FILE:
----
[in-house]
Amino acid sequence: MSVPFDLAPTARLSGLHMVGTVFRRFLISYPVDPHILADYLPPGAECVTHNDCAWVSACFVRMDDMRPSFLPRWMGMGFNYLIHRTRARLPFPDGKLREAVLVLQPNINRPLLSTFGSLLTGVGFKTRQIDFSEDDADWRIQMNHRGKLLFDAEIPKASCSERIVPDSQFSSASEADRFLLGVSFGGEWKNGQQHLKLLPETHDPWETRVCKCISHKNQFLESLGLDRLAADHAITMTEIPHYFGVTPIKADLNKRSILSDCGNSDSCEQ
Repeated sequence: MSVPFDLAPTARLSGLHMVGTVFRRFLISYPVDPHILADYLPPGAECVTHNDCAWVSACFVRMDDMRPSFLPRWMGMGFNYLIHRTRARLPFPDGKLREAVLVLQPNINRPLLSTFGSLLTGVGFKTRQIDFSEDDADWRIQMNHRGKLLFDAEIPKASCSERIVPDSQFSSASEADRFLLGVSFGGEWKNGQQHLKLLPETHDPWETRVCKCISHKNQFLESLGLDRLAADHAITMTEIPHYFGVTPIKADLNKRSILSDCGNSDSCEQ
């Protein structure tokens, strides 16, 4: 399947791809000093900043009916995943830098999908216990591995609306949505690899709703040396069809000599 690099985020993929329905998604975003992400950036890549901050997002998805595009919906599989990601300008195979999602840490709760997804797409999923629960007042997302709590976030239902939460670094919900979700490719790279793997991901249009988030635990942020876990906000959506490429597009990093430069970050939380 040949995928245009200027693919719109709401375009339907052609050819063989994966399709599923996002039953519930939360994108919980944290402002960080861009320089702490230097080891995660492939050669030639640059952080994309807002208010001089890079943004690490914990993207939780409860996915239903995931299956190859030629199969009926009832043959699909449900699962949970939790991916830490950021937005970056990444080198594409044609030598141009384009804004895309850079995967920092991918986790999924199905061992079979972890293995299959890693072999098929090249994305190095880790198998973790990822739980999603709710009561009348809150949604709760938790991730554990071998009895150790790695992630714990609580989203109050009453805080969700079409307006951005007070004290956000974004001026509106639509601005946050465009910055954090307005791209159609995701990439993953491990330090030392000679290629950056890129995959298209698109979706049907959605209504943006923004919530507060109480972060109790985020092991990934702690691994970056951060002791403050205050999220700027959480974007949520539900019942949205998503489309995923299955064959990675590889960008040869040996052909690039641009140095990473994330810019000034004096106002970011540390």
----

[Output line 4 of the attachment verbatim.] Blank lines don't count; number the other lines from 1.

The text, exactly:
């Protein structure tokens, strides 16, 4: 399947791809000093900043009916995943830098999908216990591995609306949505690899709703040396069809000599 690099985020993929329905998604975003992400950036890549901050997002998805595009919906599989990601300008195979999602840490709760997804797409999923629960007042997302709590976030239902939460670094919900979700490719790279793997991901249009988030635990942020876990906000959506490429597009990093430069970050939380 040949995928245009200027693919719109709401375009339907052609050819063989994966399709599923996002039953519930939360994108919980944290402002960080861009320089702490230097080891995660492939050669030639640059952080994309807002208010001089890079943004690490914990993207939780409860996915239903995931299956190859030629199969009926009832043959699909449900699962949970939790991916830490950021937005970056990444080198594409044609030598141009384009804004895309850079995967920092991918986790999924199905061992079979972890293995299959890693072999098929090249994305190095880790198998973790990822739980999603709710009561009348809150949604709760938790991730554990071998009895150790790695992630714990609580989203109050009453805080969700079409307006951005007070004290956000974004001026509106639509601005946050465009910055954090307005791209159609995701990439993953491990330090030392000679290629950056890129995959298209698109979706049907959605209504943006923004919530507060109480972060109790985020092991990934702690691994970056951060002791403050205050999220700027959480974007949520539900019942949205998503489309995923299955064959990675590889960008040869040996052909690039641009140095990473994330810019000034004096106002970011540390």